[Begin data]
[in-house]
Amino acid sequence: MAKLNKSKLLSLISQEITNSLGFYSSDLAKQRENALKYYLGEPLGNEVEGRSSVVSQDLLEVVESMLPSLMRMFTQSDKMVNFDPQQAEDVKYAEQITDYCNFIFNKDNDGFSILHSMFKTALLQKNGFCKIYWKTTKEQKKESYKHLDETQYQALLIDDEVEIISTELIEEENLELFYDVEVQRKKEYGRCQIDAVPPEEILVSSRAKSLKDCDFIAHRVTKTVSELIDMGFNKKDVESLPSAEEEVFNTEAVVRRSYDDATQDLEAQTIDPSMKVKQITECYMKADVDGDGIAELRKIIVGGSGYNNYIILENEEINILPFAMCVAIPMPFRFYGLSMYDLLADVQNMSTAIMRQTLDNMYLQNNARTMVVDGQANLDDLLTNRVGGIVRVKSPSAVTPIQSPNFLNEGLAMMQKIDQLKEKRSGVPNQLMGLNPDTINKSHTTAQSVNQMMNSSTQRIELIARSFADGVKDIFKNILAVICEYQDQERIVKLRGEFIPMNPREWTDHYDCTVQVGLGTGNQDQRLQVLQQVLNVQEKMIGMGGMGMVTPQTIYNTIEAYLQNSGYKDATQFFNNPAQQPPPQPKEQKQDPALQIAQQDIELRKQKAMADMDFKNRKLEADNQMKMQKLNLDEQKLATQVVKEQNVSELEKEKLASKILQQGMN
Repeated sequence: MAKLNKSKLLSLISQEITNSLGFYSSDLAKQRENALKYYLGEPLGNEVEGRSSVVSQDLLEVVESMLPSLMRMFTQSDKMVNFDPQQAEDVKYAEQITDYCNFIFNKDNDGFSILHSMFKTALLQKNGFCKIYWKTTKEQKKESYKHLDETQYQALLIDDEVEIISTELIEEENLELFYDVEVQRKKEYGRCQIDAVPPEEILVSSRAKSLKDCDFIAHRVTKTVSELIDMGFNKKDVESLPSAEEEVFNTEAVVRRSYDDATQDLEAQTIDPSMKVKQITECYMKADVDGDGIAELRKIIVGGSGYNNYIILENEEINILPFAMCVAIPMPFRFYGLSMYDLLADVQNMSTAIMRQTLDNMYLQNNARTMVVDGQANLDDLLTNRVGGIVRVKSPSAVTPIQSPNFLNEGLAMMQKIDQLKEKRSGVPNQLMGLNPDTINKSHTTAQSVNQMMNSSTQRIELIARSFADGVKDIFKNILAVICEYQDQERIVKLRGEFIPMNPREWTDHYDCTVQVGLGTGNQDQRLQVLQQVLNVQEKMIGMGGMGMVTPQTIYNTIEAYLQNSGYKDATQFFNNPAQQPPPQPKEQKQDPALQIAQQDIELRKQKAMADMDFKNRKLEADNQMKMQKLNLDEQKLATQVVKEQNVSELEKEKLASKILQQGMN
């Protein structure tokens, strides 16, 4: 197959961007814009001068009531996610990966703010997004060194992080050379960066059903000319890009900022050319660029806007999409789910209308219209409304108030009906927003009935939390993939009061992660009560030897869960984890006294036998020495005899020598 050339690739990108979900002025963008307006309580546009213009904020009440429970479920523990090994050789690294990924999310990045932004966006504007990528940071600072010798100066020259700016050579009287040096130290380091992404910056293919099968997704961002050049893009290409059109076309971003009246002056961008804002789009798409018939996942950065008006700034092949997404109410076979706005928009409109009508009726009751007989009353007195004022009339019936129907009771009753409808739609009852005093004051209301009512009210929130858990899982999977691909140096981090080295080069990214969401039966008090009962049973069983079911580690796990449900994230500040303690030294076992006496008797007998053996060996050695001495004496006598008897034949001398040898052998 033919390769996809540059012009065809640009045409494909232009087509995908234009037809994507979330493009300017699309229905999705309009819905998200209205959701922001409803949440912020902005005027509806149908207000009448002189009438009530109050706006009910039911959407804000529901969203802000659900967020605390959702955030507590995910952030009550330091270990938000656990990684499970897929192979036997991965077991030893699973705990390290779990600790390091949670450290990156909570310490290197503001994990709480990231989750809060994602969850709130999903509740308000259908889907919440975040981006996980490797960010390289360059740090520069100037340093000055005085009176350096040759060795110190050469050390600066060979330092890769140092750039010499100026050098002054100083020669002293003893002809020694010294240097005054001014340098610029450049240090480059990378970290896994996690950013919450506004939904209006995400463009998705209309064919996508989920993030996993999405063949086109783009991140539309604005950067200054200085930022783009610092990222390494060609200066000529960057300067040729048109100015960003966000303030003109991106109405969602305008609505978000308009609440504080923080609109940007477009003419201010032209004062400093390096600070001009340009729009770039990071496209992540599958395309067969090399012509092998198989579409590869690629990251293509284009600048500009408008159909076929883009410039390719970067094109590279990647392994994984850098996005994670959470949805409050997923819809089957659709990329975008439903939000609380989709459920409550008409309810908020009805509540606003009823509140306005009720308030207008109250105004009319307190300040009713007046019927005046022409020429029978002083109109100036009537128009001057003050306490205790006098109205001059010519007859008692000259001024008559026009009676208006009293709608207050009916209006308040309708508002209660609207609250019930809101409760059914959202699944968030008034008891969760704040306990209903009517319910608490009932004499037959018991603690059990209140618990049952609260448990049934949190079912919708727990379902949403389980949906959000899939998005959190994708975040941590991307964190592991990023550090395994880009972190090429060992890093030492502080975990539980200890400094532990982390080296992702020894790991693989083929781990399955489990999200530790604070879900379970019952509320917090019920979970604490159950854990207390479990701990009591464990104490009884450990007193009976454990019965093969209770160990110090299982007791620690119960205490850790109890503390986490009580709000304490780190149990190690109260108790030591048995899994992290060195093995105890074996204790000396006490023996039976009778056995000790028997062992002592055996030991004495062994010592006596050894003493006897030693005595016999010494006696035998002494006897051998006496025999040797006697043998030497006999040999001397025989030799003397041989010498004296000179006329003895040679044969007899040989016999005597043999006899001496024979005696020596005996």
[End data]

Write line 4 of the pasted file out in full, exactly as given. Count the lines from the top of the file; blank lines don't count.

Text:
């Protein structure tokens, strides 16, 4: 197959961007814009001068009531996610990966703010997004060194992080050379960066059903000319890009900022050319660029806007999409789910209308219209409304108030009906927003009935939390993939009061992660009560030897869960984890006294036998020495005899020598 050339690739990108979900002025963008307006309580546009213009904020009440429970479920523990090994050789690294990924999310990045932004966006504007990528940071600072010798100066020259700016050579009287040096130290380091992404910056293919099968997704961002050049893009290409059109076309971003009246002056961008804002789009798409018939996942950065008006700034092949997404109410076979706005928009409109009508009726009751007989009353007195004022009339019936129907009771009753409808739609009852005093004051209301009512009210929130858990899982999977691909140096981090080295080069990214969401039966008090009962049973069983079911580690796990449900994230500040303690030294076992006496008797007998053996060996050695001495004496006598008897034949001398040898052998 033919390769996809540059012009065809640009045409494909232009087509995908234009037809994507979330493009300017699309229905999705309009819905998200209205959701922001409803949440912020902005005027509806149908207000009448002189009438009530109050706006009910039911959407804000529901969203802000659900967020605390959702955030507590995910952030009550330091270990938000656990990684499970897929192979036997991965077991030893699973705990390290779990600790390091949670450290990156909570310490290197503001994990709480990231989750809060994602969850709130999903509740308000259908889907919440975040981006996980490797960010390289360059740090520069100037340093000055005085009176350096040759060795110190050469050390600066060979330092890769140092750039010499100026050098002054100083020669002293003893002809020694010294240097005054001014340098610029450049240090480059990378970290896994996690950013919450506004939904209006995400463009998705209309064919996508989920993030996993999405063949086109783009991140539309604005950067200054200085930022783009610092990222390494060609200066000529960057300067040729048109100015960003966000303030003109991106109405969602305008609505978000308009609440504080923080609109940007477009003419201010032209004062400093390096600070001009340009729009770039990071496209992540599958395309067969090399012509092998198989579409590869690629990251293509284009600048500009408008159909076929883009410039390719970067094109590279990647392994994984850098996005994670959470949805409050997923819809089957659709990329975008439903939000609380989709459920409550008409309810908020009805509540606003009823509140306005009720308030207008109250105004009319307190300040009713007046019927005046022409020429029978002083109109100036009537128009001057003050306490205790006098109205001059010519007859008692000259001024008559026009009676208006009293709608207050009916209006308040309708508002209660609207609250019930809101409760059914959202699944968030008034008891969760704040306990209903009517319910608490009932004499037959018991603690059990209140618990049952609260448990049934949190079912919708727990379902949403389980949906959000899939998005959190994708975040941590991307964190592991990023550090395994880009972190090429060992890093030492502080975990539980200890400094532990982390080296992702020894790991693989083929781990399955489990999200530790604070879900379970019952509320917090019920979970604490159950854990207390479990701990009591464990104490009884450990007193009976454990019965093969209770160990110090299982007791620690119960205490850790109890503390986490009580709000304490780190149990190690109260108790030591048995899994992290060195093995105890074996204790000396006490023996039976009778056995000790028997062992002592055996030991004495062994010592006596050894003493006897030693005595016999010494006696035998002494006897051998006496025999040797006697043998030497006999040999001397025989030799003397041989010498004296000179006329003895040679044969007899040989016999005597043999006899001496024979005696020596005996």